- India has been polio-free since the last 5 years
- Adequate preventive measures and good nutrition can help manage the condition
New Delhi, 23 October 2017: As per recent studies, 14 sewage samples collected from various parts of India, including Hyderabad, between January 2015 and May 2016, have tested positive for vaccine-derived polio virus (VDPV). According to experts, the current immunization programme in India involving the use of Oral Polio vaccine (OPV) can become a risk factor for spread of the disease. However, India was declared polio-free in the year 2014, which was a major public health milestone for the country.
Polio (also called poliomyelitis) is a highly contagious disease. It is caused by a virus that attacks the nervous system. Children below 5 years are more likely to contract the virus than any other group. Even without symptoms, people infected with poliovirus can spread the virus and cause infection in others.
Speaking about this, Padma Shri Awardee Dr K K Aggarwal, National President Indian Medical Association (IMA) and President Heart Care Foundation of India (HCFI) and Dr RN Tandon – Honorary Secretary General IMA in a joint statement, said, “There is no reason to panic as no wild polio virus has been detected. India is still polio-free for the last 5 years. This detected strain is a Vaccine-derived (VDPV) Polio Virus (VDPV) and not a wild Polio Virus stain. VDPV strain of P2 has been seen in the past also in sewage water, as P2 oral vaccine was given to children till recently. The current VDPV strain has been noticed in sewage water and not in a child. The risk of VDPV transmission to children is negligible. As per the current polio policy since 25 April 2016, tOPV (trivalent vaccine) has been withdrawn from the market and has been switched to bOPV (bivalent vaccine). India was declared t OPV free on 9th May. tOPV contains 3 types of polio serotypes: type 1, type 2 and type 3. The bivalent vaccine does not contain the type 2 virus.”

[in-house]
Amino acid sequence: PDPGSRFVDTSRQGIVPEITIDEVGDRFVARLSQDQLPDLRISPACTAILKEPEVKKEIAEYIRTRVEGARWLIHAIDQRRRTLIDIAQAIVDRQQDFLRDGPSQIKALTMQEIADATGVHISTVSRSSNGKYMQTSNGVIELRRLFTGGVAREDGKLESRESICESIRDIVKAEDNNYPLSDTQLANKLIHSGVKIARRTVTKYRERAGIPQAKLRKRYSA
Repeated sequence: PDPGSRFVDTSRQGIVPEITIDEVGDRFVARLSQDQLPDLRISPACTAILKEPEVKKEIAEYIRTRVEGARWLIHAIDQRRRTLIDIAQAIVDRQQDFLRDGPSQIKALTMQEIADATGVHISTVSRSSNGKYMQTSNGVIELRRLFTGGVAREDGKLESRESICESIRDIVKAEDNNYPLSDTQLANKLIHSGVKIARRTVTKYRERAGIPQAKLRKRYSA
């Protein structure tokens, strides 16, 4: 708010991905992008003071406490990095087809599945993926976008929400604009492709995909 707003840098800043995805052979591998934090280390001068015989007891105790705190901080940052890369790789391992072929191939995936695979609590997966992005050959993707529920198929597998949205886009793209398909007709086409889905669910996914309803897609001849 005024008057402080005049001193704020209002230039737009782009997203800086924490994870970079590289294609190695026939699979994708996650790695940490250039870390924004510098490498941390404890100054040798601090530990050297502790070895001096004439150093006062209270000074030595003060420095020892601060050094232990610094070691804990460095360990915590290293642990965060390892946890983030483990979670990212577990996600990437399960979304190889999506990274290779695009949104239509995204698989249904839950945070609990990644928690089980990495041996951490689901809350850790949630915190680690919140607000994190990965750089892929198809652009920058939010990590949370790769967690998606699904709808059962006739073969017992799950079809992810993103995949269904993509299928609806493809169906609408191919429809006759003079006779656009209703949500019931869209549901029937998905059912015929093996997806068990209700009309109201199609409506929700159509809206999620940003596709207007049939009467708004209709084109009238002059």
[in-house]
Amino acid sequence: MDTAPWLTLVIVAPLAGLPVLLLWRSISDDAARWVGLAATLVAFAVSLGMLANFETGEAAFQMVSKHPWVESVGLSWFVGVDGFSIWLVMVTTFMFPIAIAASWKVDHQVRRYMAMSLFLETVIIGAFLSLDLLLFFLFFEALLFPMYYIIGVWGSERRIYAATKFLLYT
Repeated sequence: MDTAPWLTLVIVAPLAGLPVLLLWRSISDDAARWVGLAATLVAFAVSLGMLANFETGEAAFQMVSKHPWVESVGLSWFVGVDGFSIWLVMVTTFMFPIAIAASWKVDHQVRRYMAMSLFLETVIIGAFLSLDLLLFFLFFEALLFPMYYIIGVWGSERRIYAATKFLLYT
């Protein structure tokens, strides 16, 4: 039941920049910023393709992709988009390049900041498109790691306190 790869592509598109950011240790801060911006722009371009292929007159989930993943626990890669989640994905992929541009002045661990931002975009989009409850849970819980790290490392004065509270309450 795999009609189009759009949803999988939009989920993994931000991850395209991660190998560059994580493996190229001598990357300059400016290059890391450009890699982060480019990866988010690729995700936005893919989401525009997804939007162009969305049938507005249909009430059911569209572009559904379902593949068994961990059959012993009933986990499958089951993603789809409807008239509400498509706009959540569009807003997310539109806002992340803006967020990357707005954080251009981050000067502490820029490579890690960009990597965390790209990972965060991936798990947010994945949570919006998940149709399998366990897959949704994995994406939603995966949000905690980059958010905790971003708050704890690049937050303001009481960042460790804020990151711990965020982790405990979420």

About 1% of polio cases can develop into paralytic polio. Some symptoms include loss of reflexes, severe spasms and muscle pain, loose and floppy limbs, sudden paralysis, and temporary or permanent deformed limbs, especially the hips, ankles, and feet.
Adding further, Dr Aggarwal, said, “There are two vaccines available to fight polio: inactivated poliovirus (IPV) and oral polio vaccine (OPV). IPV entails a series of injections that start 2 months after birth and continue until the child is 4 to 6 years old. OPV is created from a weakened form of poliovirus; this version is the vaccine of choice in many countries because it is low cost, easy to administer, and gives an excellent level of immunity.”
On World Polio Day, there is a need to create awareness on the fact that although improved public sanitation and careful personal hygiene can help reduce the spread of polio, the most effective way to prevent the disease is with polio vaccine. Also, there is no cure for polio as such and the focus is on increasing comfort, speeding recovery, and preventing complications.
Some supportive treatments include
- Bed rest
- Pain relievers
- Portable ventilators to assist breathing
- Moderate exercise (physical therapy) to prevent deformity and loss of muscle function
- A nutritious diet including fruits and vegetables.